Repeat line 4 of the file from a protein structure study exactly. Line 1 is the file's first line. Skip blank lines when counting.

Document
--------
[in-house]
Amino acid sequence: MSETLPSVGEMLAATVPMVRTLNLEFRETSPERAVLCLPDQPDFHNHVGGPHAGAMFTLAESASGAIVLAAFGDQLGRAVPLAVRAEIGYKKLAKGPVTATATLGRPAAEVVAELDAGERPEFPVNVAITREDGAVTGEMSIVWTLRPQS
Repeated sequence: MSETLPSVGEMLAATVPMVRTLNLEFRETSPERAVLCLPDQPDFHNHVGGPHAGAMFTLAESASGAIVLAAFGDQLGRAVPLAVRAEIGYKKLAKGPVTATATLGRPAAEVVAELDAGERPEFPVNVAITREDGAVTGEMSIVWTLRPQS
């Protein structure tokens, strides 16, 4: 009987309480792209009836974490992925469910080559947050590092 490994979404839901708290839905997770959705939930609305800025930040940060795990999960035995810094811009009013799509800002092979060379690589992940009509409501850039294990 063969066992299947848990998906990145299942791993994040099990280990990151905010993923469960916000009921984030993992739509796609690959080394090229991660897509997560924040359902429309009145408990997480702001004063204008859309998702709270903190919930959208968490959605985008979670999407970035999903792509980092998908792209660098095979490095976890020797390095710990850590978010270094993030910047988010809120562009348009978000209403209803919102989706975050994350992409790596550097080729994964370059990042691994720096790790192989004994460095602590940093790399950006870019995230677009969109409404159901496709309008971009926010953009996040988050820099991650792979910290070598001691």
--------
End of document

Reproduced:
């Protein structure tokens, strides 16, 4: 009987309480792209009836974490992925469910080559947050590092 490994979404839901708290839905997770959705939930609305800025930040940060795990999960035995810094811009009013799509800002092979060379690589992940009509409501850039294990 063969066992299947848990998906990145299942791993994040099990280990990151905010993923469960916000009921984030993992739509796609690959080394090229991660897509997560924040359902429309009145408990997480702001004063204008859309998702709270903190919930959208968490959605985008979670999407970035999903792509980092998908792209660098095979490095976890020797390095710990850590978010270094993030910047988010809120562009348009978000209403209803919102989706975050994350992409790596550097080729994964370059990042691994720096790790192989004994460095602590940093790399950006870019995230677009969109409404159901496709309008971009926010953009996040988050820099991650792979910290070598001691």